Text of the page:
APRA calls out monitoring techniques to include baselining of activity to determine what normal looks like, combined with more traditional security information and event management (SIEM) style logging and alerting to detect anomalous or suspicious activity. Also included in their recommendations are unauthorised hardware scanning solutions, unauthorised software and configuration changes, and a solution to alert when an activity breaks an accepted threshold, such as the amount of data a device sends out of the network, the loading on a database server or unusual communication out to a remote location, such as outside of Australia.
Ongoing Monitoring and Remediation is Critical
APRA-regulated organisations will undoubtedly take this new set of regulatory compliance requirements seriously, and the guidelines will help many of them set appropriate targets for their security programmes. The standard allows them to elevate their security posture to a well-managed and mature level and give their shareholders and customers some level of assurance they treat their information with care.
An ongoing problem for many organisations is that when they go through a security uplift and achieve their goal of completing the implementation of systems and processes, they proceed to drift out of compliance between annual audits. An example of how this can happen is in the world of security patching. On the day systems are audited for patch compliance (i.e. checking if systems have the latest security patches) an organisation may be fully compliant – a great result. However, the audit won’t show that compliance was only achieved in the last few days, or that a last-minute race to get them all applied before the audit only started two weeks preceding the audit. For the rest of the year, it may well have been that the organisation was one, two or even six months behind in their patch deployment, which means they were carrying all that information risk by leaving critical systems and information exposed.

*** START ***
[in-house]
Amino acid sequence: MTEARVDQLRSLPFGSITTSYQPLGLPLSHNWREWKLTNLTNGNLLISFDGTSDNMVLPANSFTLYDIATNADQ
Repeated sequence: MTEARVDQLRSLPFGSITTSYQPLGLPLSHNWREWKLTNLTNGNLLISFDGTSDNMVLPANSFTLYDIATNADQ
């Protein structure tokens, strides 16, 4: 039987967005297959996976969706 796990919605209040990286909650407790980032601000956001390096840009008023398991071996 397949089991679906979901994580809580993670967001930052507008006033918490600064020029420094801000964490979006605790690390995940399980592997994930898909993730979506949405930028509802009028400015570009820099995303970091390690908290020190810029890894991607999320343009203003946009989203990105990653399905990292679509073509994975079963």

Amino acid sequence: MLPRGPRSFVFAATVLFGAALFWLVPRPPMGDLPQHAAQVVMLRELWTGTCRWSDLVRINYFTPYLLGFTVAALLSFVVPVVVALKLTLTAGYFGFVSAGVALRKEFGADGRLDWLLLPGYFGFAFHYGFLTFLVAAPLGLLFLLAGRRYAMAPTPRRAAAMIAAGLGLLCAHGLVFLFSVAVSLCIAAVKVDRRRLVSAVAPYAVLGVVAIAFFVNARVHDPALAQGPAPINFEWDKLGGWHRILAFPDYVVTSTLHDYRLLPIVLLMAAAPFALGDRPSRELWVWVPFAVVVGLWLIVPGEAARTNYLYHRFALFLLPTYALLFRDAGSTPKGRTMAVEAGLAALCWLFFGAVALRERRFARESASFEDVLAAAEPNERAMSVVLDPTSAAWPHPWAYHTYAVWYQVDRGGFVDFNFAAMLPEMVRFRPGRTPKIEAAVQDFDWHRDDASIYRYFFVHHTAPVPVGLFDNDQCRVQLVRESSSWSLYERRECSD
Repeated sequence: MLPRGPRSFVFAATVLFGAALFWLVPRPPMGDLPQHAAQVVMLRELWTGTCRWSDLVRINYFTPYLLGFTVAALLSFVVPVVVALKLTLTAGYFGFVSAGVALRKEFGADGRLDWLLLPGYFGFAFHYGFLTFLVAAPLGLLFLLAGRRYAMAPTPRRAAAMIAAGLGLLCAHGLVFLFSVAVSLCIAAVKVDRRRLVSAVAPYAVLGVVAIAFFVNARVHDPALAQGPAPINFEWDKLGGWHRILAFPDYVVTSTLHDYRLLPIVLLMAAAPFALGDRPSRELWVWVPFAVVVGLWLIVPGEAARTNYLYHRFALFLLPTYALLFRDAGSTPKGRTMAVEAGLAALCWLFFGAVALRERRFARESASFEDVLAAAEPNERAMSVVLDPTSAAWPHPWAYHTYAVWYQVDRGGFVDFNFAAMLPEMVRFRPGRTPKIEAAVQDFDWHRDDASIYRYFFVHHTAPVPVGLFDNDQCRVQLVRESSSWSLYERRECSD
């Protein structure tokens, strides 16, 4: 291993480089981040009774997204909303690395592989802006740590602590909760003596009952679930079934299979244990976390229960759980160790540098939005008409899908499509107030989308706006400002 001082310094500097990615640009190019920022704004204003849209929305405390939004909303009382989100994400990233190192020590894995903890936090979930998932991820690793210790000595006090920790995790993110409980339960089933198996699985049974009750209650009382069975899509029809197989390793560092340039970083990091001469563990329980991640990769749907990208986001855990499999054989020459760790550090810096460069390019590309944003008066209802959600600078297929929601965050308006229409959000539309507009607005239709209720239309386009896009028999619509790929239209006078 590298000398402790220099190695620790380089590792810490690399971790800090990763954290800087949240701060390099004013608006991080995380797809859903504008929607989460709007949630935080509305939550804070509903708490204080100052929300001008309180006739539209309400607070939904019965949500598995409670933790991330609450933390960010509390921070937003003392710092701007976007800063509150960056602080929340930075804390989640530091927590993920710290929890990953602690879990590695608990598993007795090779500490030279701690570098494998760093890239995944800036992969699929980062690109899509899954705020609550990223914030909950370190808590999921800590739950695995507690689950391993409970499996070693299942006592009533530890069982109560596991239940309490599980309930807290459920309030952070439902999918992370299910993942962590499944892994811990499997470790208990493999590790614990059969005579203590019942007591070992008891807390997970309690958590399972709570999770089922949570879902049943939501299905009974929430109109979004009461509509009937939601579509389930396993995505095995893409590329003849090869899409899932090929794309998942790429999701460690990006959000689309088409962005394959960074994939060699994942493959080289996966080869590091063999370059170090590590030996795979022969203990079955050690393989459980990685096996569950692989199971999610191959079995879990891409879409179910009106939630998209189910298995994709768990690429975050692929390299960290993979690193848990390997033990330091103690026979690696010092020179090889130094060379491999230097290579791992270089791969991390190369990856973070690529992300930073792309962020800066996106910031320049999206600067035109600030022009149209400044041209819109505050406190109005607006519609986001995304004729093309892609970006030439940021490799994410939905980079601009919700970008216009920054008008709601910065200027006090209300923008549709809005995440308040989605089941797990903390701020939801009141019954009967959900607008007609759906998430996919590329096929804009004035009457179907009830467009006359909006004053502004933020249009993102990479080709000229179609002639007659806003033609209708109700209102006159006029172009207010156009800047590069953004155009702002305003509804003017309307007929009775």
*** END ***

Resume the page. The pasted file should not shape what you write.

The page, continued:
Even in the patching example, it’s unlikely that the organisation actively chose to ignore their security requirements, rather operational priorities took over, where keeping systems running and access available outweighed the immediate concerns about compliance. Only when the operations management team started preparing for their audit did they kick their patch compliance programme into high gear.